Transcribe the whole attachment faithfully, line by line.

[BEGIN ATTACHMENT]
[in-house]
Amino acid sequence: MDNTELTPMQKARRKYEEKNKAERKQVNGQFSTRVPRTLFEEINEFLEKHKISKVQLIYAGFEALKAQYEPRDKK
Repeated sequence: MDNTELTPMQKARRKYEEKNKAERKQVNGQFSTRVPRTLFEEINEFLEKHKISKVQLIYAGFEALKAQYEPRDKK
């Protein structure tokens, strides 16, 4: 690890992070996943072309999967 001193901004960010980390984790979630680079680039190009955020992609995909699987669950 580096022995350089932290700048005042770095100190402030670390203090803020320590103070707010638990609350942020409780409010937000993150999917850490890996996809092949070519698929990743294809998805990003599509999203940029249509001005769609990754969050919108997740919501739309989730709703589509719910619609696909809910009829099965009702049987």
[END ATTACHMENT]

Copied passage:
[in-house]
Amino acid sequence: MDNTELTPMQKARRKYEEKNKAERKQVNGQFSTRVPRTLFEEINEFLEKHKISKVQLIYAGFEALKAQYEPRDKK
Repeated sequence: MDNTELTPMQKARRKYEEKNKAERKQVNGQFSTRVPRTLFEEINEFLEKHKISKVQLIYAGFEALKAQYEPRDKK
């Protein structure tokens, strides 16, 4: 690890992070996943072309999967 001193901004960010980390984790979630680079680039190009955020992609995909699987669950 580096022995350089932290700048005042770095100190402030670390203090803020320590103070707010638990609350942020409780409010937000993150999917850490890996996809092949070519698929990743294809998805990003599509999203940029249509001005769609990754969050919108997740919501739309989730709703589509719910619609696909809910009829099965009702049987």